Our favourite bedtime story books

We’ve compiled a list of some of our favourite bedtime stories. Note that these are mostly aimed at younger children (babies and toddlers). Once they are older, children can guide you on their reading preferences according to experience and personality.

Goodnight moon

This 1947 classic has remained popular, and for good reason. In a beautiful lulling pace, this rhyming book is about saying goodnight to everything around you.


Goodnight iPad

A fun, modern take on Goodnight Moon, Goodnight iPad is about saying goodnight to all the electronic devices in the house – Androids, apps and remotes.


The Rabbit who wants to fall asleep

This book has been hailed as a bedtime miracle. Its author, a Swedish behavioural scientist, uses a hypnotic lulling pace that is purportedly effective in getting kids to sleep. Regardless of the science behind it, it’s still a great read!


I love you, Stinky Face

The story is about a little boy who tries to delay sleep by asking his mother whether she would still love him if he were a range of scary and horrid creatures.


Fairytales Gone Wrong: Get Some Rest, Sleeping Beauty!

A book in the Fairytales Gone Wrong series, Get Some Rest Sleeping Beauty tells the tale of Aurora, a girl who tries to stay up as late as she can and as a result wakes up very grumpy. When a spell sends her to sleep for 100 years, she wakes up energetic and happy. A fun lesson on the importance of sleep.


Stuck On You’s Personalised Story Books

Books that are personalised with your child’s name are a terrific way to get your child to connect with a story in a more empathetic and meaningful way. Being the hero of the story can also boost your child’s self-esteem and hold their attention longer, leading to more positive learning outcomes.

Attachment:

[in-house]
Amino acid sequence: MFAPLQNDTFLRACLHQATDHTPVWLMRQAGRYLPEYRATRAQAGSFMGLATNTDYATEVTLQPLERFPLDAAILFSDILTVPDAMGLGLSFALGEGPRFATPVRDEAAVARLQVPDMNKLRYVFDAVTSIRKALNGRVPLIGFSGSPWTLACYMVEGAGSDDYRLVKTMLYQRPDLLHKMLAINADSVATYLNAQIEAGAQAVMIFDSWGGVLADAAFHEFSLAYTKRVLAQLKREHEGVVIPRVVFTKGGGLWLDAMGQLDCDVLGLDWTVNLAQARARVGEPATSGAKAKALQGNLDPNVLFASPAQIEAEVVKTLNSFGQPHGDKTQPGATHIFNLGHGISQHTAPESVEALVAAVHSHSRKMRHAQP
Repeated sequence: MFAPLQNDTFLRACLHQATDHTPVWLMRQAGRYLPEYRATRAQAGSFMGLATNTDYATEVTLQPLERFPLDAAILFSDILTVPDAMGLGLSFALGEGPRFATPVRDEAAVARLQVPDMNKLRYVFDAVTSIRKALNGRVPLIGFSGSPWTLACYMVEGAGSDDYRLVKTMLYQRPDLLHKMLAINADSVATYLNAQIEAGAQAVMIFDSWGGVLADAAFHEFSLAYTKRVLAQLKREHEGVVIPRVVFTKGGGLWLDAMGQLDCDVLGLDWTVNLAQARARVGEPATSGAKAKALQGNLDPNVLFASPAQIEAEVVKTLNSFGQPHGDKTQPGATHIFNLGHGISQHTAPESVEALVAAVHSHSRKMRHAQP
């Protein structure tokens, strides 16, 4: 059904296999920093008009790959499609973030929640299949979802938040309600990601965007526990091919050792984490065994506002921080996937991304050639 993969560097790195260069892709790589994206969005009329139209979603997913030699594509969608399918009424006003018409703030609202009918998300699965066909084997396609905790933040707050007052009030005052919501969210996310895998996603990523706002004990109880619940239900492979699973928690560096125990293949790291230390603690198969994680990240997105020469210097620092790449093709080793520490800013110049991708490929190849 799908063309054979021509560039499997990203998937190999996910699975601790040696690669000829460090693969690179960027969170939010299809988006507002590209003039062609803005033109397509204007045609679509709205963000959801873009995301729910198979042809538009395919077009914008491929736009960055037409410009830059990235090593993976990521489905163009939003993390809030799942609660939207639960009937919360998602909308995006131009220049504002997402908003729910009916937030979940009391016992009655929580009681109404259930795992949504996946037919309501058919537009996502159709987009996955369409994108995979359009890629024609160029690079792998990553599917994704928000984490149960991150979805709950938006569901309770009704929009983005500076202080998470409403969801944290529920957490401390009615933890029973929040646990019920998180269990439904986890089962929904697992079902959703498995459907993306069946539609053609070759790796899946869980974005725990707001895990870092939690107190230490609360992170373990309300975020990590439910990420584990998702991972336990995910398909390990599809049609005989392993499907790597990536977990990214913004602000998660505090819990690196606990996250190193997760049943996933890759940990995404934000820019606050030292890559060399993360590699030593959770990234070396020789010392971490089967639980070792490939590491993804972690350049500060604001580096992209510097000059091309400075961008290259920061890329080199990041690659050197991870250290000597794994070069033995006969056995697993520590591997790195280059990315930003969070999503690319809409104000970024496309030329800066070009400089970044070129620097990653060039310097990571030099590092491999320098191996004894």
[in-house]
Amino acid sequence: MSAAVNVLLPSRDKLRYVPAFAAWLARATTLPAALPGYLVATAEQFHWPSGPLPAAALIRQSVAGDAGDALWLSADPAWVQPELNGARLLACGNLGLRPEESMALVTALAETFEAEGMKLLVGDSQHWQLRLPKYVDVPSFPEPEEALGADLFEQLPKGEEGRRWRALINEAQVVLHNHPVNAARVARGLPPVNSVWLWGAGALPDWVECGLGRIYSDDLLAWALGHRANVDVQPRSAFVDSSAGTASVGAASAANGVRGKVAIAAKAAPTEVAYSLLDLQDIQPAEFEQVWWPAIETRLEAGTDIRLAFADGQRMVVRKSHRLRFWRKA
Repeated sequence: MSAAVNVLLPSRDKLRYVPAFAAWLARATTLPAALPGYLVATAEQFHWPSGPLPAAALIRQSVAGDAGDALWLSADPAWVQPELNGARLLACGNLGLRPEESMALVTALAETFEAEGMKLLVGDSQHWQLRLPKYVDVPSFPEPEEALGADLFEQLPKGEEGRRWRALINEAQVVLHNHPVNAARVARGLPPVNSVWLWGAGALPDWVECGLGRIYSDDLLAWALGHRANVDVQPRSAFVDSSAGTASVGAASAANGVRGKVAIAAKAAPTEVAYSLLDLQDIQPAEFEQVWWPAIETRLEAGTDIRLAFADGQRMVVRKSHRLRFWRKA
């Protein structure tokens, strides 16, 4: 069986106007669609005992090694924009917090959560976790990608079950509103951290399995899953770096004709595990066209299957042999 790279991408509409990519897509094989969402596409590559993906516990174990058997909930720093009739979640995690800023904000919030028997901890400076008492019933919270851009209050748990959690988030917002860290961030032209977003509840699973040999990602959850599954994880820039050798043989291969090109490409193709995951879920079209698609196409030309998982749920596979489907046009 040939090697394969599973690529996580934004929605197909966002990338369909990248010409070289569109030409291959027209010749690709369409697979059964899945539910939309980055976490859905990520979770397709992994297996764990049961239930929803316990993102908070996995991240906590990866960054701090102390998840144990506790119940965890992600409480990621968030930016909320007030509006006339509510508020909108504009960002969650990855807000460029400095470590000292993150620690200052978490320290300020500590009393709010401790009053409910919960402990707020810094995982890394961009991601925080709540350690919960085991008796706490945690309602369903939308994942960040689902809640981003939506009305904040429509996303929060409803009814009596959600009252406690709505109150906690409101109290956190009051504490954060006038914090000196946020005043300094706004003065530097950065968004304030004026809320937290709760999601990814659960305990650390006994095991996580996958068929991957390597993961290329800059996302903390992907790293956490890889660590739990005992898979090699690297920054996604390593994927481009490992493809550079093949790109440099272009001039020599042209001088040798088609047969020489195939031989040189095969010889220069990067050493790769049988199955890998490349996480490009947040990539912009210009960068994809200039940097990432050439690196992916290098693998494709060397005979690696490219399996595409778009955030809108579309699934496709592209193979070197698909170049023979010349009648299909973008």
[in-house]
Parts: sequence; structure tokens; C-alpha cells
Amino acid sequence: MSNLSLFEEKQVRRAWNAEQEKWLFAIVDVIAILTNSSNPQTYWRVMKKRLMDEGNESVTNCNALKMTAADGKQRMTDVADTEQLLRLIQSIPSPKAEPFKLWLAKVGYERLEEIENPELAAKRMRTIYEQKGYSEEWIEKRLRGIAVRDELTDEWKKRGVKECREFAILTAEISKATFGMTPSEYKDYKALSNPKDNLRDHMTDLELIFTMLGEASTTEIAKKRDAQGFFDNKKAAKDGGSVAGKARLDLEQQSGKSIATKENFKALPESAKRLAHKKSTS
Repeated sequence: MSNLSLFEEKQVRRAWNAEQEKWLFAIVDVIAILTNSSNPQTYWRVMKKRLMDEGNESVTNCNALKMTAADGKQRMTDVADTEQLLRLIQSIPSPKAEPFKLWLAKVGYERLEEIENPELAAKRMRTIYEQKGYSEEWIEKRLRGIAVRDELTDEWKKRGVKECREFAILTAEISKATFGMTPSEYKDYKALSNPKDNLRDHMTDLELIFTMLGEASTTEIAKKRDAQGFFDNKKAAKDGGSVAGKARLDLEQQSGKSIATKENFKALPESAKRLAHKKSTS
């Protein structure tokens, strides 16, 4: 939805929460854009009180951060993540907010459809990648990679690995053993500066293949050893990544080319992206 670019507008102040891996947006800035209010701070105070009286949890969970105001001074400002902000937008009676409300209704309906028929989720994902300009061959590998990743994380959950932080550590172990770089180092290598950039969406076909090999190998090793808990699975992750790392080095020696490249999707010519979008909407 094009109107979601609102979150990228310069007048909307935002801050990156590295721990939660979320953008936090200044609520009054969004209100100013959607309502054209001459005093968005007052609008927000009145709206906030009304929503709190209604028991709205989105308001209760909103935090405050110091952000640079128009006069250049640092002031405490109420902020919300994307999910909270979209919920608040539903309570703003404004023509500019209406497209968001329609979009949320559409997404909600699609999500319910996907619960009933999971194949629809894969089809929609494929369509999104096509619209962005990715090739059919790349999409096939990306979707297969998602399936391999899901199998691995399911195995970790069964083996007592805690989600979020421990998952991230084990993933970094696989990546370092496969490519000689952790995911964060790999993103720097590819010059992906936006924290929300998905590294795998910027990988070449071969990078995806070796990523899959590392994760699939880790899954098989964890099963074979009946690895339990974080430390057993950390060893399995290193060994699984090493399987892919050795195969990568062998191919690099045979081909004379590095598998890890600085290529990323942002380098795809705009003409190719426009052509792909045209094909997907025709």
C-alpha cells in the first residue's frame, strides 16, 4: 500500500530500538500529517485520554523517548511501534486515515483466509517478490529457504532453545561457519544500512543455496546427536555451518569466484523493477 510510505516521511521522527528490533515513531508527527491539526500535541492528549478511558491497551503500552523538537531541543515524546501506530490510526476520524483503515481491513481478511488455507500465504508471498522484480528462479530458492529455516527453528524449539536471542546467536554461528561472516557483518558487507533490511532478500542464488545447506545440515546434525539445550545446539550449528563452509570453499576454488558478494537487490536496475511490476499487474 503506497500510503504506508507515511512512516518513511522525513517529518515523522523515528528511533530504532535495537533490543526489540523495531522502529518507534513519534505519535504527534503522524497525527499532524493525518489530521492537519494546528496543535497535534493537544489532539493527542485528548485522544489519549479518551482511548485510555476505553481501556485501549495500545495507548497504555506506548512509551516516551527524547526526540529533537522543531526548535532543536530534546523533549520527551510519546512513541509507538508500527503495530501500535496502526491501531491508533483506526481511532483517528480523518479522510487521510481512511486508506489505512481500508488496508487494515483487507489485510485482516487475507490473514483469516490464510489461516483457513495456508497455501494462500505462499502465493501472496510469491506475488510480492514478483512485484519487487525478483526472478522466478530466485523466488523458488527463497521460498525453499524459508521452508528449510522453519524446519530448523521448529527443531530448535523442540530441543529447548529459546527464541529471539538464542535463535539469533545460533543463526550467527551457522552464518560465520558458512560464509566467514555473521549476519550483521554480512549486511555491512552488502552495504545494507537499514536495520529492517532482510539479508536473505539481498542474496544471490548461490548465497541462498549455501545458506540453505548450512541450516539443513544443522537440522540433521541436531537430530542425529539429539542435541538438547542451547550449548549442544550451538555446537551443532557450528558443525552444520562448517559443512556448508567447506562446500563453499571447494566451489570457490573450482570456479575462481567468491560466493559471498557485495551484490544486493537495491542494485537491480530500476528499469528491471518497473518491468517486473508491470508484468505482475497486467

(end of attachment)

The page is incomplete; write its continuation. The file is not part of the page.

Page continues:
Stuck On You has a gorgeous range of story books which have been written and illustrated by children. Personalised with your child’s name throughout, there are three storybooks to choose from (with a boy and girl version for each).

Mitten the Kitten storybook (Written by Jayde Rumoro, illustrated by Abby Johnstone)

Mitten the Kitten is feisty and fabulous and knows her own mind. When she gets a little distracted, however, she finds herself entering a world she had never imagined existed…

Bedtime stories - kitten

Rufus the Best Dressed Rooster in Town storybook (Written and illustrated by Grace Leggatt)

Rufus is looking forward to attending the Annual County Chickie Dance. Join Rufus in his search around the farm for items to wear to help him win the Best Dressed Rooster Trophy. Will Rufus Win?

Bedtime stories - rooster

Plenty of Fish in the Sea storybook (Written and illustrated by Sofie Halfpenny)

A little goldfish named Goldy is very lonely and sad because she can’t find a friend at the bottom of the ocean. So off she goes in search of a friend – but will she find one?

Bedtime stories - fish

Check out all our beautiful stories here.


Listen to our podcast (click on the picture below) which hosts Tracey and Sarah from Booktopia, Australia’s leading online bookseller. Tracey and Sarah speak about the importance of sparking an interest in reading from a very young age (including while in the womb!), and provide tips and tricks on how to get kids of all ages (especially boys) interested in books.